I'm reluctant to give this four stars due to major weak parts of the book. Alaska is, conformably, labelled everything in the book description. However, her enigma is taken too far and the main characters may feel her loss only briefly if acutely. Her perspective of life, suffering, and the labyrinth is tremendously bitter but she is also the epitome of transient youth. The prolific profanity seemed too awkward spewing out of those intelligent mouths sometimes and the casual referral to sex was overloaded. But Pudge's fallatio episode did make me laugh even if it was a bit unrealistic. Therefore, her death does not prove anything except drive home the fact that wildness can combust and backfire in everyone's faces. Again, John Green provides a fresh view of the significance of her death: practice forgiveness, grieve briefly and forget but learn and cherish the memories. Looking for Alaska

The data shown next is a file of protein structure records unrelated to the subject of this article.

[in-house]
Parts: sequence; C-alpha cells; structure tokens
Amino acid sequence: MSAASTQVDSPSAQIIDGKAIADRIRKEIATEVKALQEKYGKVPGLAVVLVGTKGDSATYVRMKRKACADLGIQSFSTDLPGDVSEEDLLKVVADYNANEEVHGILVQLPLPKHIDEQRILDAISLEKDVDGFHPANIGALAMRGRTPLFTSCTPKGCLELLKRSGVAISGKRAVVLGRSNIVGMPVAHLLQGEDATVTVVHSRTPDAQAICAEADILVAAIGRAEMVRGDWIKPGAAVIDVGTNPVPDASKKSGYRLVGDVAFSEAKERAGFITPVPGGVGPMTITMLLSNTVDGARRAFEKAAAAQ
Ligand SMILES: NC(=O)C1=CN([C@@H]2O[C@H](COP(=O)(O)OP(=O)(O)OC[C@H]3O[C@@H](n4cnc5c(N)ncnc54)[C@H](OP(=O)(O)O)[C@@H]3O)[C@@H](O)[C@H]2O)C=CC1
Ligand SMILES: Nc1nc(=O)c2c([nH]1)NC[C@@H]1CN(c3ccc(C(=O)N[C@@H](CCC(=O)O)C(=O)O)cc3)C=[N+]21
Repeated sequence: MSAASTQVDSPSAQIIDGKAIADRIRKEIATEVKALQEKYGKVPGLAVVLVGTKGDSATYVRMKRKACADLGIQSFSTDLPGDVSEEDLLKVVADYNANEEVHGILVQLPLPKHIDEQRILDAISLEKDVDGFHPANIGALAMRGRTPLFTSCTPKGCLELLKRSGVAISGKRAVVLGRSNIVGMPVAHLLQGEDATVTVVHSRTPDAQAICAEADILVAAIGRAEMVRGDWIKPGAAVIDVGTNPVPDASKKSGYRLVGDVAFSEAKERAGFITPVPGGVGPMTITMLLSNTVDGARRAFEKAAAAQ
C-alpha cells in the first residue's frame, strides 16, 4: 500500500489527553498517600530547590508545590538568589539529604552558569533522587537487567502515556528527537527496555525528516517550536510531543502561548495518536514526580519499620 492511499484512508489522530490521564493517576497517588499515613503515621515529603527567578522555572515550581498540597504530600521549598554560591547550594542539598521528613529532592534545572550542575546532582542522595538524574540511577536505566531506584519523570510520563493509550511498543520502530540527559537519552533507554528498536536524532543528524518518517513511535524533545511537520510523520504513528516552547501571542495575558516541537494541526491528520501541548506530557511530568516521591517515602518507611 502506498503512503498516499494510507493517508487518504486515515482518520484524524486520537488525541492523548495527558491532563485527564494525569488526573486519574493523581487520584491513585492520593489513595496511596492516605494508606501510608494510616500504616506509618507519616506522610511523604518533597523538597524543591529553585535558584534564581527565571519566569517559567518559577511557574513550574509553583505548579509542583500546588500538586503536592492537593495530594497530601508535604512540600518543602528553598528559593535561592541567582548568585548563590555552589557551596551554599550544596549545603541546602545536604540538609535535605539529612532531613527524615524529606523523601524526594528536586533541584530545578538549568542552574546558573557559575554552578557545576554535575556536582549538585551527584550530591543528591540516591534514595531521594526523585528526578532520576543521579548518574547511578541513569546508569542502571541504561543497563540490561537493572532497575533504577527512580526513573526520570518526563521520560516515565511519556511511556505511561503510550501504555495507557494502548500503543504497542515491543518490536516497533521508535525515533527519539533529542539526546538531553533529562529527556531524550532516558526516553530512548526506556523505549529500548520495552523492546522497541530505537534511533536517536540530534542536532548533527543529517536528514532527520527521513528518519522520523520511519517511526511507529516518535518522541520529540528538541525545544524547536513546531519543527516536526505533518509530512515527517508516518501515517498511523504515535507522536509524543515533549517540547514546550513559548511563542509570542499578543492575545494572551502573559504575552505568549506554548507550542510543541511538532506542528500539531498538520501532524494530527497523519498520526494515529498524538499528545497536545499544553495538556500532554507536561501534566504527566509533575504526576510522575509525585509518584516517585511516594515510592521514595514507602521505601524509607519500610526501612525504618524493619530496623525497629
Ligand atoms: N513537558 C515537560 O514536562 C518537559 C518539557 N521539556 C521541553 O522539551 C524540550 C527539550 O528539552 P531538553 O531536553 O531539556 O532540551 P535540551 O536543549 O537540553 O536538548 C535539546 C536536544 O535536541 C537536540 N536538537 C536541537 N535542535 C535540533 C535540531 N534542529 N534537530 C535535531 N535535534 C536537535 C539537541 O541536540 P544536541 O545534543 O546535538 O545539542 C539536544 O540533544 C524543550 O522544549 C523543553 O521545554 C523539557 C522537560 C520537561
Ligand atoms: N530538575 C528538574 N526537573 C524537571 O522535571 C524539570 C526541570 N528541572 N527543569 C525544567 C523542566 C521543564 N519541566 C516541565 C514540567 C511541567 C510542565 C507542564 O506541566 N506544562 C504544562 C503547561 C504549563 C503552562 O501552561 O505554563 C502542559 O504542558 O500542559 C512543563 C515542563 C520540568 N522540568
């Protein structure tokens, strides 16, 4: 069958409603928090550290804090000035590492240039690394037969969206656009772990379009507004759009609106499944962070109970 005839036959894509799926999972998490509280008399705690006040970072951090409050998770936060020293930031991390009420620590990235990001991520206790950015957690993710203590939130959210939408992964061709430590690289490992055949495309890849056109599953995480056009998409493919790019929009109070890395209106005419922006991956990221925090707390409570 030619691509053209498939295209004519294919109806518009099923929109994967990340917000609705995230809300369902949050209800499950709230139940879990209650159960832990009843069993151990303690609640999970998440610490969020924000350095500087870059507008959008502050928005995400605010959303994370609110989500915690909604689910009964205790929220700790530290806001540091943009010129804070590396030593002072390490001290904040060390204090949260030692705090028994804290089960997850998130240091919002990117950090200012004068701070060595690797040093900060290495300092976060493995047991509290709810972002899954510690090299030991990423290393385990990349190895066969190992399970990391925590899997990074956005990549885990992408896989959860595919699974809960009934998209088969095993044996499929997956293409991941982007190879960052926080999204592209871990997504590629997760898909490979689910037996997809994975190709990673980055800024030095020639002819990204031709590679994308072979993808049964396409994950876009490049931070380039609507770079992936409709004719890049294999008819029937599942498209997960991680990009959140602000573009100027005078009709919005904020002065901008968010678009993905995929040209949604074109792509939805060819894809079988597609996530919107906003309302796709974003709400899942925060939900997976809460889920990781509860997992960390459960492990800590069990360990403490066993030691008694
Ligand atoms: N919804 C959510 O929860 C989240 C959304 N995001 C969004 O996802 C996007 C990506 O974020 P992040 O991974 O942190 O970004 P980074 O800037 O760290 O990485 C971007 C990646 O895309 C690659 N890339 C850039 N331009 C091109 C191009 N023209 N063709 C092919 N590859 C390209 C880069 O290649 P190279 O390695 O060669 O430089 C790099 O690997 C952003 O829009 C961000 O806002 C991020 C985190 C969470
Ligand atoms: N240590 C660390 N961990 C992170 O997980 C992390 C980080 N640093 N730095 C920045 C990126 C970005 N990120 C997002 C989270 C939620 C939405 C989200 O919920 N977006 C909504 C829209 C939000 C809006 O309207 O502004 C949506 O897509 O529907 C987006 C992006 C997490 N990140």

bears similarities to the overall themes portrayed through the play Our Town
and is a great novel to ponder on. Those of you, go ahead and read this short book; maybe you'll learn something and probably forget about it.